Seth Barron: So, I gather that one problem with having people in hotels, as opposed to shelters; is that shelters, they can have some regulations. For instance, they can forbid you from drinking alcohol or smoking or doing drugs on the premises. At least in New York, it works this way... There may be a time at which you have to check in, so you can't go out at night. But in the hotels, there's essentially no restrictions. Is that what's happening in San Francisco?
Erica Sandberg: Well, they're supposed to have restrictions and they're supposed to be monitored. There are certain things that are completely unrestricted. And I'm just going to say, drug use. In fact, I covered this in a couple of stories, is the city actually provides drug supplies, to people in the hotels. So that would be everything from the needles, to the fentanyl foils and the straws to use it with. Narcan, you name it, they're giving them all of this paraphernalia, so that they can do their drugs, and I'm putting air quotes, "Safely within the hotel rooms."
Unfortunately, we have seen a huge spike, in overdose deaths. We are nearing 700 ODs, right now, fatal ODs in San Francisco. Which, blows the number for COVID deaths, out of the water. We have about 180 COVID deaths, here. So you see this huge difference. And many of these deaths are occurring in the hotel rooms because people, they do their drugs. They take their in their hotel room alone, or sometimes they bring friends in and they die.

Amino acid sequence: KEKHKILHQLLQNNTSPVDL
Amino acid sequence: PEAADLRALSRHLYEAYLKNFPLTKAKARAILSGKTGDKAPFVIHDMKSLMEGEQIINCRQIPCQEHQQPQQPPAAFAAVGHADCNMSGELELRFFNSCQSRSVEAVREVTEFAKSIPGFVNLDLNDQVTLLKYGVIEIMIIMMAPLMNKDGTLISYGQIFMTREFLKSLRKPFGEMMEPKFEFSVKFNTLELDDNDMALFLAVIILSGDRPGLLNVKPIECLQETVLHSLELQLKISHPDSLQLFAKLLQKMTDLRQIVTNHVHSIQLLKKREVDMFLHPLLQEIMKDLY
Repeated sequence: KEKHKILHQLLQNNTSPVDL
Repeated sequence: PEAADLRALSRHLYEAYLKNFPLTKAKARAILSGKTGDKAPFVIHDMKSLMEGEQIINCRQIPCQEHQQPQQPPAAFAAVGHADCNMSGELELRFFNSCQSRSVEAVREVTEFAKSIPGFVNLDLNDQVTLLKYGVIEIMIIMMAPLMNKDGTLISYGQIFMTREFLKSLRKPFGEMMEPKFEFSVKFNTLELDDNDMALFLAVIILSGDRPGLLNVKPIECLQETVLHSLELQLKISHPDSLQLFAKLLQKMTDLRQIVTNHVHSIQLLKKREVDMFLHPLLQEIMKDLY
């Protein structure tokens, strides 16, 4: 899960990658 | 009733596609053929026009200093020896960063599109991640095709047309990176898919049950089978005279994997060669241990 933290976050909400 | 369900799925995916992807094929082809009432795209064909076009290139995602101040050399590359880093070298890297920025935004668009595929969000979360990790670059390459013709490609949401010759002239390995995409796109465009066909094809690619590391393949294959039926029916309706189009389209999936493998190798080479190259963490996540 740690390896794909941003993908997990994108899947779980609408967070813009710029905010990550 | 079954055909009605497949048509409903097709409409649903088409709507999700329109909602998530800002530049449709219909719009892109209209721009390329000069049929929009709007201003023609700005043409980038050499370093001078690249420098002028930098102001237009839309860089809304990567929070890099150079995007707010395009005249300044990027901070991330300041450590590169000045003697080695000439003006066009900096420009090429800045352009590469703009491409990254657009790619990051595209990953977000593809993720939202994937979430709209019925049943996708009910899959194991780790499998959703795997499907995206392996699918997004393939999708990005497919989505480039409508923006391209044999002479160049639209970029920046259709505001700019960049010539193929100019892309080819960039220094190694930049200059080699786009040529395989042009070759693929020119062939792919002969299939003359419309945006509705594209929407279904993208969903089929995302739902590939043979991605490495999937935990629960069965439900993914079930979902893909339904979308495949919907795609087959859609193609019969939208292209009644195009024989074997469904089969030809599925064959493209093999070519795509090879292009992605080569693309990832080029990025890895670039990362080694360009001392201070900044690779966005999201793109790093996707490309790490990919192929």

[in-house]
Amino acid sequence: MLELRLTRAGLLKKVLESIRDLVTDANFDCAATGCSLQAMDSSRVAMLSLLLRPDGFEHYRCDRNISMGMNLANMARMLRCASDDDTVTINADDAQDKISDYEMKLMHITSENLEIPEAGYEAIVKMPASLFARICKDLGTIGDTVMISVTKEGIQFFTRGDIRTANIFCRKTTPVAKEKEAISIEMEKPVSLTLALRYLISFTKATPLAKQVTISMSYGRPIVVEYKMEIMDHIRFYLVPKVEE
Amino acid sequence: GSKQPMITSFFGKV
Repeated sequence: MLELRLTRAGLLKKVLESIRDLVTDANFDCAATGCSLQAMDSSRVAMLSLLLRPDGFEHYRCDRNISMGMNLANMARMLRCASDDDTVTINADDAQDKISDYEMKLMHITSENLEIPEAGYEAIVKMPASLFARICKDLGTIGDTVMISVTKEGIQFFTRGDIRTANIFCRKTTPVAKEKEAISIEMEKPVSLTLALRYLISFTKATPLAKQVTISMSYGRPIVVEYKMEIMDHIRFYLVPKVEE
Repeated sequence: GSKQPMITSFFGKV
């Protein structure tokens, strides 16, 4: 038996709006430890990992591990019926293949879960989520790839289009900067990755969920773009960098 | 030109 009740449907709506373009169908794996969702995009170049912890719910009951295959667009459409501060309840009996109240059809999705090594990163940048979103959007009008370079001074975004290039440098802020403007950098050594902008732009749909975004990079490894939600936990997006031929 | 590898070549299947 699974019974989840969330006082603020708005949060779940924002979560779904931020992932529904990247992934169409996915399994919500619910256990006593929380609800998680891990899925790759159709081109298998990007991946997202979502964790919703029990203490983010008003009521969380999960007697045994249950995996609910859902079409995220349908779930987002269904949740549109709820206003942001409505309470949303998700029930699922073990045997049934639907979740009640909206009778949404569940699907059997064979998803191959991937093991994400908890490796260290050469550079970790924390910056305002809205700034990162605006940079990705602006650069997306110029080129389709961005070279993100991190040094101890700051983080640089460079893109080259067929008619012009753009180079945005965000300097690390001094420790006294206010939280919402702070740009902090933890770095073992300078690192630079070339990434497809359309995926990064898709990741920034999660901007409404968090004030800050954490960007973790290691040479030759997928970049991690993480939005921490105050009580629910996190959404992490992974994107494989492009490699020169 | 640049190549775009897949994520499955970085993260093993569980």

It's this devastating experience that our city leaders aren't addressing. And even those who are, are doing it in such a lighthearted manner, that nothing is happening. In fact, one of our supervisors, Matt Haney, is going full force into the hotels. "We are going to open more Project Room Key. We're going to purchase a hotel. We're going to get these motels." And it's this full court press, into more and more and more. And it's not a solution.
Seth Barron: So, would you say that the leadership in San Francisco and maybe in California, generally, are they in denial that there's a problem or do they just see it as a question? Do they acknowledge, "Yes, there's a problem, but we need more resources." What is the response? I mean, from what I gather, this is a major issue.